determine the level of coverage for expected yield and/or price and the
number of acres to be planted. A farmer’s expected yield is based on 4 to
10 years of production history. In the absence of at least 4 years of
production history, the county’s averages for each crop can be used. The
agent and the farmer sign a completed application attesting that the
information is correct prior to transmitting the application to the
insurance company.

Upon receiving the application, the insurance company (1) verifies the
information by comparing it with any prior records, (2) recalculates the
computations on the applications, (3) determines if the completed
application meets all RMA requirements, and (4) calculates the premium. If
the application meets all company and RMA requirements, the company
issues the policy to the farmer.

If farmers incur crop losses, they file a claim with their insurance agent or
company. The company assigns an adjuster who visits the farm and, using
RMA guidance, determines the percentage of loss of the acres planted. The
adjuster forwards the claim to the insurance company, which verifies and
recalculates the claim. If all company and RMA requirements are met, the



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                           company pays the claim to the farmer. All paid claims are subject to
                           review by the companies and various government agencies, including RMA,
                           USDA’s Office of the Inspector General (OIG), and GAO.


                           The Federal Managers Financial Integrity Act (FMFIA), and the Federal
                           Financial Management Improvement Act (FFMIA), hold agency managers
                           responsible for ensuring that adequate systems of internal controls have
                           been developed and implemented. An adequate system of internal controls
                           should provide reasonable assurance that an agency is effectively and
                           efficiently using resources, preventing unauthorized disposition of agency
                           assets, and producing reliable financial reports. Furthermore, the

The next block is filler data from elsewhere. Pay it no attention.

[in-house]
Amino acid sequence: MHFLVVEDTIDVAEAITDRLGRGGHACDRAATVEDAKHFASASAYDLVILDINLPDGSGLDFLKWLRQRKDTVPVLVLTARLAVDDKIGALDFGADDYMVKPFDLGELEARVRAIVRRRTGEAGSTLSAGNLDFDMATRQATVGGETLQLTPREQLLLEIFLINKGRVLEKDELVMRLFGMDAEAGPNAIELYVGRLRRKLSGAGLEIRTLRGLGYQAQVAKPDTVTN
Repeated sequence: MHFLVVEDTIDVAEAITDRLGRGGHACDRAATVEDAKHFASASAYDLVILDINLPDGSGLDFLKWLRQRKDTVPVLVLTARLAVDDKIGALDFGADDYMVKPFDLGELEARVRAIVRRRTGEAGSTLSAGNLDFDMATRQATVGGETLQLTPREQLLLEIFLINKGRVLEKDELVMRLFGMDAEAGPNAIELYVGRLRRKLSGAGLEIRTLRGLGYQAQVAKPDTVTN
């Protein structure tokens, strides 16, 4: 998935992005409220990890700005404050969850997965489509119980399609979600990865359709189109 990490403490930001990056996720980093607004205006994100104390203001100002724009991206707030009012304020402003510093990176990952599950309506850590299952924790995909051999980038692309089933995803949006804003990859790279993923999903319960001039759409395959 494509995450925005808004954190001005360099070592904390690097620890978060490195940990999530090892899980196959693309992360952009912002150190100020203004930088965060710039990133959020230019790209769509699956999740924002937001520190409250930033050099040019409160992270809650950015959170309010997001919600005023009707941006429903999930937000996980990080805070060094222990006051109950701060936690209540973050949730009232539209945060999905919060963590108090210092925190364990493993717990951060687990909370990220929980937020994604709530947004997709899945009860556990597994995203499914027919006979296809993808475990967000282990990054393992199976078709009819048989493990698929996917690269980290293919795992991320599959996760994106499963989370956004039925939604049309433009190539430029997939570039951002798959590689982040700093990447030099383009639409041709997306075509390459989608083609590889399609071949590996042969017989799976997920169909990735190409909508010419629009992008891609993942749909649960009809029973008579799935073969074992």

Government Performance and Results Act (Results Act) encourages
                           federal agencies to more effectively use their resources by requiring
                           annual reporting on the extent to which agencies meet their annual
                           performance goals.

                           In the last 5 years, the OIG has reported that the insurance companies’
                           quality control reviews were superficial and did not provide an
                           independent verification that claims were properly paid.1 To strengthen
                           the quality control process, the Inspector General recommended that RMA
                           develop an estimate of claims paid in error, including a detailed definition
                           of what constitutes an error. In 1998, in response to a series of internal
                           reviews and to the requirements of the Results Act, RMA initiated a study to
                           estimate the number of claims paid in error. This estimate is discussed in
                           the following section.


                           The extent to which crop insurance claims are paid in error has never
Extent to Which Crop       been precisely calculated. USDA reported in its 1998 financial statements
Insurance Claims Are       that an estimated 5 percent of crop insurance claims were paid in error in
Paid in Error Is           1997. However, this estimate may not be accurate because RMA’s
                           methodology for estimating errors is questionable in several respects.
Uncertain                  Information on error rates for other types of insurance that could be used
                           to compare with the RMA estimate is limited.


RMA’s Estimate of Errors   RMA’sestimate of errors may not be accurate because it is based on a small